A month ago I had surgery. When I used to work for a nonprofit, I accrued sick days which could’ve been used for continuing to get a paycheck, even if I had surgery. One of the problems of working in a private practice is that I only get paid if I am working in my office. My pay is 100% commission on the time that I spend in face-to-face counseling. The fee-for-service model with insurance companies and employee assistance programs does not allow for sick pay or personal leave.
If you are currently in graduate school contemplating the liabilities and benefits of a private practice, or if you work for a government agency or a nonprofit, one of the things that you should consider about starting a private practice of your own is, “what happens if you have a surgery?” I hope that you do not have an accident, chronic illness, surgery, or injury that would keep you from making it to your appointments in your office. As an old Boy Scout though, I think that you should be prepared in case something might keep you from being able to perform your counseling duties, and therefore have a problem meeting your expenses.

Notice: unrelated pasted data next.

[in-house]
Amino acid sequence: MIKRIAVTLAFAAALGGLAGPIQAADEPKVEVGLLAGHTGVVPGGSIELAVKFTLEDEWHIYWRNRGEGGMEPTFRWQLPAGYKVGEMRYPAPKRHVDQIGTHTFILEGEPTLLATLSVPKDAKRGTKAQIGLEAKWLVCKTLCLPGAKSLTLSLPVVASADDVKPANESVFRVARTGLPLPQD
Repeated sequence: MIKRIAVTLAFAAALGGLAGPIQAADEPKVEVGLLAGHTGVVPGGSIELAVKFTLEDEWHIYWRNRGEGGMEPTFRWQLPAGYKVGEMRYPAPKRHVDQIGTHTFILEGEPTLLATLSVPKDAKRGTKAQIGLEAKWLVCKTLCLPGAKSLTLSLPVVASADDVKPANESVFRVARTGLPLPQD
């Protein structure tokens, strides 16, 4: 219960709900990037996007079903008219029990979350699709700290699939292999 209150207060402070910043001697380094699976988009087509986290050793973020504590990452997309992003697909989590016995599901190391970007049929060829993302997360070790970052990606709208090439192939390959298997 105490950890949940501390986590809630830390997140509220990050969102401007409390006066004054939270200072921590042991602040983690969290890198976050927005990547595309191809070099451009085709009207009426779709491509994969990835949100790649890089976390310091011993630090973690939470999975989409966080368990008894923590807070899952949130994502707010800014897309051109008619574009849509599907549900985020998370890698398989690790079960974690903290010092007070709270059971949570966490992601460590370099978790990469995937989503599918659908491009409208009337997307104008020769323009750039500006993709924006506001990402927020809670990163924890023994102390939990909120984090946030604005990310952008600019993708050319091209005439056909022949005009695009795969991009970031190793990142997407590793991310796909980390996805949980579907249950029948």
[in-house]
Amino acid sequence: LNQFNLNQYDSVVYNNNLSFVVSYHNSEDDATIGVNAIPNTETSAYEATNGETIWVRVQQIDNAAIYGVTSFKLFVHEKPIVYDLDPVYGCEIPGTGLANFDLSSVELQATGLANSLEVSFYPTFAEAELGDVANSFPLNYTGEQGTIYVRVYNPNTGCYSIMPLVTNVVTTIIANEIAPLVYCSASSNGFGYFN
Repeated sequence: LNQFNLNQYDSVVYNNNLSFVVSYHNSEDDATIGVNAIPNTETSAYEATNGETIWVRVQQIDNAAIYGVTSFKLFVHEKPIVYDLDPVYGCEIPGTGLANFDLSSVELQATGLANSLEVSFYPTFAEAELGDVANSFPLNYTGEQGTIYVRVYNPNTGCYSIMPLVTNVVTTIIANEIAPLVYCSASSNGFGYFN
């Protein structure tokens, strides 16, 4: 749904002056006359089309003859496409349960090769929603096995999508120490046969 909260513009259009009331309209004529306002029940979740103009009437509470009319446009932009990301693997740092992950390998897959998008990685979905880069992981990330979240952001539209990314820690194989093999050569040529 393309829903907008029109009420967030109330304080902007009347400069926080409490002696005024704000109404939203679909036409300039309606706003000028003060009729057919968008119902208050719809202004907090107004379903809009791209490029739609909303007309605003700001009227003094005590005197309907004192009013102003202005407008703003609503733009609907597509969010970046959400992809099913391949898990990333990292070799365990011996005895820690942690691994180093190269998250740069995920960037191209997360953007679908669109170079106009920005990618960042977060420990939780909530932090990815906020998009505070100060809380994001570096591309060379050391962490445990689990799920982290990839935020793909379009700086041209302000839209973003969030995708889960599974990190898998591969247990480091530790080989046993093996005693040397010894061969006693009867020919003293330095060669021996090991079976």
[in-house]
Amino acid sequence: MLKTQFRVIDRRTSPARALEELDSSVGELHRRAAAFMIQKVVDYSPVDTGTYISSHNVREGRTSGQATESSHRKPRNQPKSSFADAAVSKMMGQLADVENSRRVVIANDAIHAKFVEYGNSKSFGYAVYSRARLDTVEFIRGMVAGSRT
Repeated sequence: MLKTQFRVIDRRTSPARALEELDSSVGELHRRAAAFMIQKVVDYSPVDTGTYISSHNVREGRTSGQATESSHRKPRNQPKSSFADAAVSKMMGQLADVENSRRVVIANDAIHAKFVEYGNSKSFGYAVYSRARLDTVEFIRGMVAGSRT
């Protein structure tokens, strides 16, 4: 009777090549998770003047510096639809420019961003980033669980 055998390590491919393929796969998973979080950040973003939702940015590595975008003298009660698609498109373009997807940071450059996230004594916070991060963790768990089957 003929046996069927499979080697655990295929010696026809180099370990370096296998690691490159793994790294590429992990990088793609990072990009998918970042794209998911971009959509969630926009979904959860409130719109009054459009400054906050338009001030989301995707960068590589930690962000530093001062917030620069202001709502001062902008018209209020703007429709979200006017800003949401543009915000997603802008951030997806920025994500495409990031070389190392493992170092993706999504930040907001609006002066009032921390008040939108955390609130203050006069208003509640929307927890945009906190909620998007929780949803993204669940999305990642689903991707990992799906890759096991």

If you would like help getting prepared to start your own private practice, then contact me and I will tell you about AFLAC and what I do to be prepared.
Dr. Ray Smith integrates theology and psychology as an ordained Presbyterian minister as well as a licensed mental health counselor and an adjunct professor of counselors in Spokane, Washington.